David Lamb

Who?  David Lamb.  In the early eighties, there were only two Lions given to American Advertising at the Cannes Film Festival, one to Hal Riney and one to David Lamb.  David was insane.  I’m sure it could have been treated with medication.  I think the walls in David’s office were soft to absorb the punches and thrown things.  We began working together on some Busch commercials.  Busch was a low-end beer from AB that used a Western theme for its advertising, Cowboys and Sunsets. They were fabulous to do, being in beautiful landscapes with horses, cowboys, a kid’s dream.  At that time AB used St. Louis ad agencies for their work but threw a bone outside once in a while.  Busch was one of them.

Miller Lite was kicking their ass so AB decided to come out with Bud Light and gave an assignment to David and Needham.  They also gave an assignment to their agency of record.  Lamb was cynical about Needham’s ability to actually get the account, thinking it was done just to keep the incumbent agency honest.

David called with the idea.  See sport in a new, honest light.

‘Good luck.’

‘What do you mean, good luck?’

‘It’s never been done.’

‘We’ll do it.’

‘I’ve heard that before.’

I have never fought so much with anyone in my life. There were issues about every detail.  One of the spots was about a sprint team.  Remember this was long ago.

‘The client doesn’t want to use all black runners.’

‘David, there hasn’t been a white sprinter since before Jesse Owens. What happened to seeing sport in an honest light?’

(phone call)

‘We can use two.’

‘It’s still going to be stupid.’

‘There’s a white sprinter at Alabama.’

‘He’s an albino. Why don’t we make it the Russian team?’

We shoot the spot. An issue arises about them putting their arms around each other to pray.

‘They look like fags!’

‘David. Calm down. It’s a key moment.’

‘The client is going to think they’re fags.’

I shoot it anyway and it winds up in the spot. There are no issues. An issue about the white runners does arise. We can’t find any. I finally find a white pole vaulter and a model that can run somewhat convincingly but I have to under-crank the camera to make them look faster.

David is a brilliant writer and brilliant in the edit room despite his paranoia and the client likes the spots. They come as such a surprise that they want us to do more to prove that the campaign has legs. We do three more with equal success and equal number of unpleasant incidents. Needham gets the account. Huge breakthrough. Conflict. One of the issues that arose between David and me, and there were always issues, had to do with the baseball spot. The spot was about an aging pitcher making a comeback from the minors. The original script called for him to field a bunt and toss the runner out and win the game. Lame.  David and I argued about that for quite a while. I wanted the pitcher to strike out an imposing batter, like Willie Stargell or Dave Parker.  David finally agreed. There was quite a bit of racial tension in the last moment between the pitcher and the batter. I don’t know if anyone got it.  I did. It made the spot powerful. This spot was the one that won one of two Cannes Lions given to American agencies that year.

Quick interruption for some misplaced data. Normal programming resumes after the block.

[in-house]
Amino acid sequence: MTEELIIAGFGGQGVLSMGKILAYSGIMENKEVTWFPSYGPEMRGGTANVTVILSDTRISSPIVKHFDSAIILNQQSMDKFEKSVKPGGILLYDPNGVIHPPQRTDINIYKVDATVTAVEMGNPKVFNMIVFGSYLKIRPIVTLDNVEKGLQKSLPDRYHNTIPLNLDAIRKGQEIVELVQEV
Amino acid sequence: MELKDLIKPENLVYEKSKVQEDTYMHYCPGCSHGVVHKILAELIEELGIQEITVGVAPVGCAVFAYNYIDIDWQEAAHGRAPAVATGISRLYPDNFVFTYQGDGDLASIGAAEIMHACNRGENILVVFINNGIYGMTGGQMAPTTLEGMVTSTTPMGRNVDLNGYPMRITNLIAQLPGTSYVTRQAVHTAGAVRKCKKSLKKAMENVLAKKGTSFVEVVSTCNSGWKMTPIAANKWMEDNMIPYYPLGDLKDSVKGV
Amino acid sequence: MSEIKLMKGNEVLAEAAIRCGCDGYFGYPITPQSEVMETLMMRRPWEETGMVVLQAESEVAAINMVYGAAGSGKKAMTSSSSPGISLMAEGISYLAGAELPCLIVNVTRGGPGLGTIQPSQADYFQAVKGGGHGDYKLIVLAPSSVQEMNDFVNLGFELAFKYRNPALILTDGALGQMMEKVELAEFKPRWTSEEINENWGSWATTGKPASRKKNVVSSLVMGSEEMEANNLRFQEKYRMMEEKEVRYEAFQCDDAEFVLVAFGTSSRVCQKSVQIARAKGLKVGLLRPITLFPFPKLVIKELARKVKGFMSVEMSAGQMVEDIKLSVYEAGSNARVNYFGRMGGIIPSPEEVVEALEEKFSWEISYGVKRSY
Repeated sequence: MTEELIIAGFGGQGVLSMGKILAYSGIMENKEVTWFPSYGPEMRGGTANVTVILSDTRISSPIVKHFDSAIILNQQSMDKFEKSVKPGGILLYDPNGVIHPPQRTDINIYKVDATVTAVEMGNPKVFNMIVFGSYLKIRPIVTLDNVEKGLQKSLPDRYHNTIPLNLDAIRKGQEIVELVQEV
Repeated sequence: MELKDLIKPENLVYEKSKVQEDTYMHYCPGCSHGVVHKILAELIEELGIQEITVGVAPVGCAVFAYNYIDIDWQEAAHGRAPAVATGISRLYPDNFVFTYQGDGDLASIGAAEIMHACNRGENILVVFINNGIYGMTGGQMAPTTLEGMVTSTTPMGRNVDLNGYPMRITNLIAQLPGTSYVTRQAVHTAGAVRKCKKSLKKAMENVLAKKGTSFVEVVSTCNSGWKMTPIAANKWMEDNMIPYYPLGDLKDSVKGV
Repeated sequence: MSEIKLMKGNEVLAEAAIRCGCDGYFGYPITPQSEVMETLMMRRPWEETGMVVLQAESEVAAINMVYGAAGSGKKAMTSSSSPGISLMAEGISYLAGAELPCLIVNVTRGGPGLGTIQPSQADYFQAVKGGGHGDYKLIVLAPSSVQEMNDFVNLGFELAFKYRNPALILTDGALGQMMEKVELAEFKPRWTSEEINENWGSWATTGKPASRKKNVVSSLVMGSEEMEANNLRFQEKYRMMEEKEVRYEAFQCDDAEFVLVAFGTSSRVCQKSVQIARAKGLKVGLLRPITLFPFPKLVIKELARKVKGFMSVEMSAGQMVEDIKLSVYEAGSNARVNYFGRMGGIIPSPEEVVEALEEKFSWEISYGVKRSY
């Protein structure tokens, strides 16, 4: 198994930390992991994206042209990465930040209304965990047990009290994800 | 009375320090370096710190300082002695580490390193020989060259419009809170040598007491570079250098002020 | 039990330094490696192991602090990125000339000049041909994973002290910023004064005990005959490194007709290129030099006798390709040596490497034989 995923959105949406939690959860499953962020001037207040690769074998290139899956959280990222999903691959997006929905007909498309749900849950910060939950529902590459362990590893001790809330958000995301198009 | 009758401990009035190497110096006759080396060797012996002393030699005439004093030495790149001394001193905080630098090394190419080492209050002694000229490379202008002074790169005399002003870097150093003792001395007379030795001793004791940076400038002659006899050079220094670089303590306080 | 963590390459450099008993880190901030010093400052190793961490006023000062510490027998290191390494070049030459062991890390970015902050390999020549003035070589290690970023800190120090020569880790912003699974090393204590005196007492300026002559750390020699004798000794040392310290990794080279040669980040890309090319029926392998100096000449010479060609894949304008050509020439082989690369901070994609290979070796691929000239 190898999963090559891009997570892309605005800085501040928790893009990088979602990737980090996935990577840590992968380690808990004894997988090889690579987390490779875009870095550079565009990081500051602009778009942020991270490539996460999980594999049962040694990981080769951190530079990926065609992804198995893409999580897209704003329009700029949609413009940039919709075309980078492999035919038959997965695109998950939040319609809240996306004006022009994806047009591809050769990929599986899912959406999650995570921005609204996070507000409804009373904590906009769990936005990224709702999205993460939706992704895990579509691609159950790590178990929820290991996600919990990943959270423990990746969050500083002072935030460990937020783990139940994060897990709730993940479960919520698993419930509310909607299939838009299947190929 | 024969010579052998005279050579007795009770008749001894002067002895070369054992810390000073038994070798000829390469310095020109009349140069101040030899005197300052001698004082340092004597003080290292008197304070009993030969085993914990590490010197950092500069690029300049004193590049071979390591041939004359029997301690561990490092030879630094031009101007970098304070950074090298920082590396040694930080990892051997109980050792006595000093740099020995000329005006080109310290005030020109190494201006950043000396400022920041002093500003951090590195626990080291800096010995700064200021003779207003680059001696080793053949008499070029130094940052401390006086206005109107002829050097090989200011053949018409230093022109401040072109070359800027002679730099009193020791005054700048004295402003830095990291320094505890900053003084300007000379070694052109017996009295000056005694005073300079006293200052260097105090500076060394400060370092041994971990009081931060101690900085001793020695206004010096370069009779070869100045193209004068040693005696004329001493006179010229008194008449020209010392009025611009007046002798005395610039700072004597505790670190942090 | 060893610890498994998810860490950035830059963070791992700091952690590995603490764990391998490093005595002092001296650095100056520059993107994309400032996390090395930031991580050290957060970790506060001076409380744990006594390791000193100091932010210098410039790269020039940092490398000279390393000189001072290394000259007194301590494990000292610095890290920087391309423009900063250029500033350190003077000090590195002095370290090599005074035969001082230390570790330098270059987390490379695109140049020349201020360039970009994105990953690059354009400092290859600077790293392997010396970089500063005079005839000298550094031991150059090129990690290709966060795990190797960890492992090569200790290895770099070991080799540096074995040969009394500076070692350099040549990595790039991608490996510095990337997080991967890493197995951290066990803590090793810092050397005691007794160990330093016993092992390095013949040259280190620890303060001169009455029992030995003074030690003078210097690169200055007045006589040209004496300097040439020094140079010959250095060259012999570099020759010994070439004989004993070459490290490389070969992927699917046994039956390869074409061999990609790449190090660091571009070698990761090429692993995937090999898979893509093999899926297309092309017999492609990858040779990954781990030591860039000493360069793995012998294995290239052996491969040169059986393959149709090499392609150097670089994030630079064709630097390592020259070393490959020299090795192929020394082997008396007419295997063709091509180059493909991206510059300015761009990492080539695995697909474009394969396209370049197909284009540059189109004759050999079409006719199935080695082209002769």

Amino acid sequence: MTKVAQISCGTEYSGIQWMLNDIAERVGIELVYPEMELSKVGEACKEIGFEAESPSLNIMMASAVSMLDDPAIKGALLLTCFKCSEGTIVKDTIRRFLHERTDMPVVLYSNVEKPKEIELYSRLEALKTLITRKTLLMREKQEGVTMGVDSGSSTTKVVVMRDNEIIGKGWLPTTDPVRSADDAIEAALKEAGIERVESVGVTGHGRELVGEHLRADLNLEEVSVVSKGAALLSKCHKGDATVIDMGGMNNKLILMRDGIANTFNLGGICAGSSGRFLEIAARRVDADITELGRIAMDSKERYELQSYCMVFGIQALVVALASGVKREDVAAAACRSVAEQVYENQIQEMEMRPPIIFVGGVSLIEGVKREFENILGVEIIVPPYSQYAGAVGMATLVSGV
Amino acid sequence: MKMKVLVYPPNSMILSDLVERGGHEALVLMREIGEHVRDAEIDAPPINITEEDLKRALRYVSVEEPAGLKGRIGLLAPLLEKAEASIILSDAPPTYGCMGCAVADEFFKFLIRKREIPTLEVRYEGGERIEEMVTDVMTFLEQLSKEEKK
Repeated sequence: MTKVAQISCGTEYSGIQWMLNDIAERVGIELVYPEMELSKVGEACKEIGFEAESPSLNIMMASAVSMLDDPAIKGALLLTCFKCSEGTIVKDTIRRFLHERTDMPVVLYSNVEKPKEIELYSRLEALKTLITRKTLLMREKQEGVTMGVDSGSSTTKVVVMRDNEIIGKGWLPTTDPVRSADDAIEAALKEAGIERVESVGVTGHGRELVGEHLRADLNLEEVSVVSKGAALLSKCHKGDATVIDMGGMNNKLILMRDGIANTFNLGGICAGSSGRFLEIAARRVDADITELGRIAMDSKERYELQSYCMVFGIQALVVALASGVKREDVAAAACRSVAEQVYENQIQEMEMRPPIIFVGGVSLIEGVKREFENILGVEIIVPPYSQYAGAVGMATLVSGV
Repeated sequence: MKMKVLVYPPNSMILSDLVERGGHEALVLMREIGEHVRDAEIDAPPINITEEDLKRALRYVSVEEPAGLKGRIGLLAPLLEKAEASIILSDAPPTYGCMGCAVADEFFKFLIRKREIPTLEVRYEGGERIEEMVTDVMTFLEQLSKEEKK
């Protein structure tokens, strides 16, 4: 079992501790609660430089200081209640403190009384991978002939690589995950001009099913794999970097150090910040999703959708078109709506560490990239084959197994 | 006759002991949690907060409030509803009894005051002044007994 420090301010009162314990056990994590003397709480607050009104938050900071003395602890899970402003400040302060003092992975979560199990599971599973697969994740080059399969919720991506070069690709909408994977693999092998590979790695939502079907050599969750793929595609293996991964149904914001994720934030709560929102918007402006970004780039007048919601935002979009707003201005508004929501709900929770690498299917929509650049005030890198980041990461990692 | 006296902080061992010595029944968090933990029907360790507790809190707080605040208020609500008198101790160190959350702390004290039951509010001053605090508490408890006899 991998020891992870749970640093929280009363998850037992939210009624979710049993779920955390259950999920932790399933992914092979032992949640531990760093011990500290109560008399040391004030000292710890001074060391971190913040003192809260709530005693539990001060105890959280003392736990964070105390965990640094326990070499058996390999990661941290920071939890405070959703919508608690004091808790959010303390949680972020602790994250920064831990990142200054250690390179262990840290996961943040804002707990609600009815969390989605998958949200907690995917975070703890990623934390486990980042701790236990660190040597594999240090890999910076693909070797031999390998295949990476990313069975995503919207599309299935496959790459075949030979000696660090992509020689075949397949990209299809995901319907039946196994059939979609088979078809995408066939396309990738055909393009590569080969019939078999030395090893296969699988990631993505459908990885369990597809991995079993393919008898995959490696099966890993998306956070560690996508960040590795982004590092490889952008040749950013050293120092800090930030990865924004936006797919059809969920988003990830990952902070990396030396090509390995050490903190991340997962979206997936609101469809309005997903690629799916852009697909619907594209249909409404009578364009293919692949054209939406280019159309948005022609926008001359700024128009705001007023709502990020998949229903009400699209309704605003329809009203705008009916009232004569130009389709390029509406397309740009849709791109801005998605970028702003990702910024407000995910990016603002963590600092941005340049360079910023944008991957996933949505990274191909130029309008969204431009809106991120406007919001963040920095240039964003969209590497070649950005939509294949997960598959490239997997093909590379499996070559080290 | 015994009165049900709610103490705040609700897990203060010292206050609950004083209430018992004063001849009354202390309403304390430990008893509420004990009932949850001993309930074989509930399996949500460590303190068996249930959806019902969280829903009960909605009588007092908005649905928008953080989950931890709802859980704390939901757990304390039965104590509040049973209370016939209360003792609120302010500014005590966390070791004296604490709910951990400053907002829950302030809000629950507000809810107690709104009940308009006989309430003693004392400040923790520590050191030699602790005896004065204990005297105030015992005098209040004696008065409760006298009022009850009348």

For the next few years, we do a bunch of these spots including Budweiser’s first use of a woman in a commercial.  The times, they are a’changin.’ The apotheosis of the campaign and our relationship is the Olympics Farmers commercial called APPLAUSE. It became a Budweiser gold standard but the campaign began to run out of gas after that.

I got Riney some Budweiser business and he hired Lamb to run the Chicago office and service that account. It was the clash of the titans. Remember, a few years earlier they were the only game in the United States. Now, it was a match made in hell. Lamb, despite his demeanor, was an optimist. Riney, despite his folksyness, was a cynic. They got along not at all and they both cursed me for it.

Later, Needham rehired Lamb to put the final nails in the Michelob coffin, a campaign I was doing. I was ‘being difficult’ and Lamb was sent to control me. I was the curator of the campaign. AB had hired some bozos to supervise the work and they were clueless. I had promised Jack McDonough (now gone) to keep the campaign as stylish as possible but AB was caving in, trying to make the work ordinary. Don’t ask why. People are comfortable with what they know and these guys didn’t know anything. The last memory I have with David was my throwing  a chair across a barroom. He had asked me to shoot some (meaningless) beer pours while thirty extras and principals waited around on a Saturday. To punish me, Michelob had Ridley Scott and Adrian Lyne do the next round of commercials. Their spots never ran.  So much for supervision.

David had a great run of creativity.  Meeting Riney was probably a bad thing since Hal signed the checks. I think Hal hired David to keep him in sight. I guess it worked. David later became a director although I’m not familiar with his work. It’s a shame that things ended so badly after such a great run. I never knew why. The work endures after the pain is forgotten.